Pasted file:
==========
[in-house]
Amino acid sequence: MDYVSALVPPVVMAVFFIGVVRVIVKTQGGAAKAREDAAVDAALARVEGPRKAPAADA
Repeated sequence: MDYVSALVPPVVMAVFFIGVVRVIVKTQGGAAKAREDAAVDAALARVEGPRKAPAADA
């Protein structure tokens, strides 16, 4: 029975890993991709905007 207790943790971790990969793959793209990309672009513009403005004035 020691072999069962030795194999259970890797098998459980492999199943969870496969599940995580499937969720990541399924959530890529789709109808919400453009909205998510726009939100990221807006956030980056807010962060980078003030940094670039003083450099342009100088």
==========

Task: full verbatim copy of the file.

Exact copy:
[in-house]
Amino acid sequence: MDYVSALVPPVVMAVFFIGVVRVIVKTQGGAAKAREDAAVDAALARVEGPRKAPAADA
Repeated sequence: MDYVSALVPPVVMAVFFIGVVRVIVKTQGGAAKAREDAAVDAALARVEGPRKAPAADA
């Protein structure tokens, strides 16, 4: 029975890993991709905007 207790943790971790990969793959793209990309672009513009403005004035 020691072999069962030795194999259970890797098998459980492999199943969870496969599940995580499937969720990541399924959530890529789709109808919400453009909205998510726009939100990221807006956030980056807010962060980078003030940094670039003083450099342009100088």